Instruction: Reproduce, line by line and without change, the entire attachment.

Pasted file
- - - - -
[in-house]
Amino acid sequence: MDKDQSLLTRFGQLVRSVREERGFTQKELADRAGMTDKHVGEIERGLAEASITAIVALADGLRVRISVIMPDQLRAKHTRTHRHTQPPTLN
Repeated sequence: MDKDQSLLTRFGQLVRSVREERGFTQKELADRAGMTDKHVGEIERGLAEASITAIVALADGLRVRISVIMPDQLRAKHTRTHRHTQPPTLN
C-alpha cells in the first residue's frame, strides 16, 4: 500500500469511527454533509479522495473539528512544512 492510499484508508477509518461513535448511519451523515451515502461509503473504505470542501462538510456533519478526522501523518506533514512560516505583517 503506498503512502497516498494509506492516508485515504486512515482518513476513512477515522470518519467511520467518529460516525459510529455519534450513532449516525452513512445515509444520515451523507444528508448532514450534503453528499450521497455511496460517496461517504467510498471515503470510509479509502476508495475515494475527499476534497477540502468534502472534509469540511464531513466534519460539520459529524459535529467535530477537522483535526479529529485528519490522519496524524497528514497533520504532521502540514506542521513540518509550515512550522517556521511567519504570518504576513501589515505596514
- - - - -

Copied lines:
[in-house]
Amino acid sequence: MDKDQSLLTRFGQLVRSVREERGFTQKELADRAGMTDKHVGEIERGLAEASITAIVALADGLRVRISVIMPDQLRAKHTRTHRHTQPPTLN
Repeated sequence: MDKDQSLLTRFGQLVRSVREERGFTQKELADRAGMTDKHVGEIERGLAEASITAIVALADGLRVRISVIMPDQLRAKHTRTHRHTQPPTLN
C-alpha cells in the first residue's frame, strides 16, 4: 500500500469511527454533509479522495473539528512544512 492510499484508508477509518461513535448511519451523515451515502461509503473504505470542501462538510456533519478526522501523518506533514512560516505583517 503506498503512502497516498494509506492516508485515504486512515482518513476513512477515522470518519467511520467518529460516525459510529455519534450513532449516525452513512445515509444520515451523507444528508448532514450534503453528499450521497455511496460517496461517504467510498471515503470510509479509502476508495475515494475527499476534497477540502468534502472534509469540511464531513466534519460539520459529524459535529467535530477537522483535526479529529485528519490522519496524524497528514497533520504532521502540514506542521513540518509550515512550522517556521511567519504570518504576513501589515505596514